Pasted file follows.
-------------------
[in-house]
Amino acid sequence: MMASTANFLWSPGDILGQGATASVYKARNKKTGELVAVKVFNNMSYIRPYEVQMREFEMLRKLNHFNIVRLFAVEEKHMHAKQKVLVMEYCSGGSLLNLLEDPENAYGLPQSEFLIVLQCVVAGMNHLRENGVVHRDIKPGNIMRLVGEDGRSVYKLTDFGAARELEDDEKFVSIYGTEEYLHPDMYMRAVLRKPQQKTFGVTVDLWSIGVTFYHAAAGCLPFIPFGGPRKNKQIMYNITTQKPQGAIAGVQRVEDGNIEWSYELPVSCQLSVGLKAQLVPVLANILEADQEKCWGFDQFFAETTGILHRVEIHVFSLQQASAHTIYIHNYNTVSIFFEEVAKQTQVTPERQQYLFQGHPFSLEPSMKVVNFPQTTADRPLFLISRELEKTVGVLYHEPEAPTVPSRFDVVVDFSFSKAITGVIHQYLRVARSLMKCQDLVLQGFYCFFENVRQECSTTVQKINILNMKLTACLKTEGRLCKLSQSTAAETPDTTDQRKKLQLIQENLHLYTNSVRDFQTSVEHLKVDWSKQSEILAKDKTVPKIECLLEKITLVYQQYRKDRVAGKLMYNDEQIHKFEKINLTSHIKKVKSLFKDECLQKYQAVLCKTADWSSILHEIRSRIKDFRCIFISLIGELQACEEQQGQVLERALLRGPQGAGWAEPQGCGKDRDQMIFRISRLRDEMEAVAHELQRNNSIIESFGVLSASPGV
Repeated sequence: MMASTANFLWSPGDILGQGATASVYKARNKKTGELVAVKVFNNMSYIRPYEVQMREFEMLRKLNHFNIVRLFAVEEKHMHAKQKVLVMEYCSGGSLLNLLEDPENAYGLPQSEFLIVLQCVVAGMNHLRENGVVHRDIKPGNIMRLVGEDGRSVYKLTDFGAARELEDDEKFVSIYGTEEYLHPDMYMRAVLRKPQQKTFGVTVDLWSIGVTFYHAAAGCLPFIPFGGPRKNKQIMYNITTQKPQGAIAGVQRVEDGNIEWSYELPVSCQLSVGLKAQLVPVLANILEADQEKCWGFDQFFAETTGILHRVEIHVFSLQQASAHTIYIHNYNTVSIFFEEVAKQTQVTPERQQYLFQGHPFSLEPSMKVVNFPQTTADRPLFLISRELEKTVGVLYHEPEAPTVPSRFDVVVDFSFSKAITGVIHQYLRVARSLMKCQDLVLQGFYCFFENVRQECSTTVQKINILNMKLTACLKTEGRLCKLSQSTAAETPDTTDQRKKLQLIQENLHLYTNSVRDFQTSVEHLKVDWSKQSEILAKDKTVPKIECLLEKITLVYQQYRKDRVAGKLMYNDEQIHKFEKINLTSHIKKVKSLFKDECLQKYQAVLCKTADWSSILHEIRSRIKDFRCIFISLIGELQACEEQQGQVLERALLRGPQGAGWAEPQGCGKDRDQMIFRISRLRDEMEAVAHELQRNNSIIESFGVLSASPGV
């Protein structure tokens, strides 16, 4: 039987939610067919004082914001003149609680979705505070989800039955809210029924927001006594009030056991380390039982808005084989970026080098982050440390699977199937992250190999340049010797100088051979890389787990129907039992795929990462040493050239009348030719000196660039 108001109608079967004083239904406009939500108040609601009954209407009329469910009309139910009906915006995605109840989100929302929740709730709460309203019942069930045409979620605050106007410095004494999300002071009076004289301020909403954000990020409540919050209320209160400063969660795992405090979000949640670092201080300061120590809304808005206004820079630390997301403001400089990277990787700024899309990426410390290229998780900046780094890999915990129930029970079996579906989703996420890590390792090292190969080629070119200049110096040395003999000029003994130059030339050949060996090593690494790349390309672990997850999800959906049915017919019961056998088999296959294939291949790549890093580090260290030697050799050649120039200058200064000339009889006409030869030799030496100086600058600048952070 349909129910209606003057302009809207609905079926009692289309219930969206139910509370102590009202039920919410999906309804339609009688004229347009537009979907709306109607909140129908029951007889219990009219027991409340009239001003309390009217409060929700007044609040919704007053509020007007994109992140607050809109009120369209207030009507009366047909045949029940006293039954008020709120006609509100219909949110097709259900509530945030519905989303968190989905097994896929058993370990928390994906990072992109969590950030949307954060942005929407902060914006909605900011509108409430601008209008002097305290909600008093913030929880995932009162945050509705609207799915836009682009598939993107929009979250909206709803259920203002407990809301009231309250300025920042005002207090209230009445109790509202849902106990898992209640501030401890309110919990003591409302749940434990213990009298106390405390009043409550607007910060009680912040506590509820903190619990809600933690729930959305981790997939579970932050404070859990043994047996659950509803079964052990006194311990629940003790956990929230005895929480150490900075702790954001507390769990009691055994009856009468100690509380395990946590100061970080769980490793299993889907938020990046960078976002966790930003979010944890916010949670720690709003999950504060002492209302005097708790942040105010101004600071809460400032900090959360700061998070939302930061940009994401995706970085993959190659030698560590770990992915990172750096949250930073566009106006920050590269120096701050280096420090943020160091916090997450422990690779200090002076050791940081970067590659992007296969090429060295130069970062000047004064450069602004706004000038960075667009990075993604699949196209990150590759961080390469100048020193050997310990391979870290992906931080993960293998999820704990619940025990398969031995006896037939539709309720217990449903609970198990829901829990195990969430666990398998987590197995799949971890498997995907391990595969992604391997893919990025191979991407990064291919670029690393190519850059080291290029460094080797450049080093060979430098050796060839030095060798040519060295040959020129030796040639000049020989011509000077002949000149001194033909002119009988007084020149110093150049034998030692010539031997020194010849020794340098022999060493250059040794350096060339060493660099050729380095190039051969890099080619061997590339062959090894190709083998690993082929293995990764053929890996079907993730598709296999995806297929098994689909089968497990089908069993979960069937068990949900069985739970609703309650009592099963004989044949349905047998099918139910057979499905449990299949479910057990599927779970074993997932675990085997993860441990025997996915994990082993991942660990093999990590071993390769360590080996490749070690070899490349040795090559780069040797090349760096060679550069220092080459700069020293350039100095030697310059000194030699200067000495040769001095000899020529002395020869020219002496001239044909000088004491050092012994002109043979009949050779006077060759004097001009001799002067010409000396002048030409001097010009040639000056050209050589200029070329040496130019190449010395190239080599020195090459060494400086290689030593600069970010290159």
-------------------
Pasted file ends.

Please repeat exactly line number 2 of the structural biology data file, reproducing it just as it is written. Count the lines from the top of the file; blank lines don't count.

Amino acid sequence: MMASTANFLWSPGDILGQGATASVYKARNKKTGELVAVKVFNNMSYIRPYEVQMREFEMLRKLNHFNIVRLFAVEEKHMHAKQKVLVMEYCSGGSLLNLLEDPENAYGLPQSEFLIVLQCVVAGMNHLRENGVVHRDIKPGNIMRLVGEDGRSVYKLTDFGAARELEDDEKFVSIYGTEEYLHPDMYMRAVLRKPQQKTFGVTVDLWSIGVTFYHAAAGCLPFIPFGGPRKNKQIMYNITTQKPQGAIAGVQRVEDGNIEWSYELPVSCQLSVGLKAQLVPVLANILEADQEKCWGFDQFFAETTGILHRVEIHVFSLQQASAHTIYIHNYNTVSIFFEEVAKQTQVTPERQQYLFQGHPFSLEPSMKVVNFPQTTADRPLFLISRELEKTVGVLYHEPEAPTVPSRFDVVVDFSFSKAITGVIHQYLRVARSLMKCQDLVLQGFYCFFENVRQECSTTVQKINILNMKLTACLKTEGRLCKLSQSTAAETPDTTDQRKKLQLIQENLHLYTNSVRDFQTSVEHLKVDWSKQSEILAKDKTVPKIECLLEKITLVYQQYRKDRVAGKLMYNDEQIHKFEKINLTSHIKKVKSLFKDECLQKYQAVLCKTADWSSILHEIRSRIKDFRCIFISLIGELQACEEQQGQVLERALLRGPQGAGWAEPQGCGKDRDQMIFRISRLRDEMEAVAHELQRNNSIIESFGVLSASPGV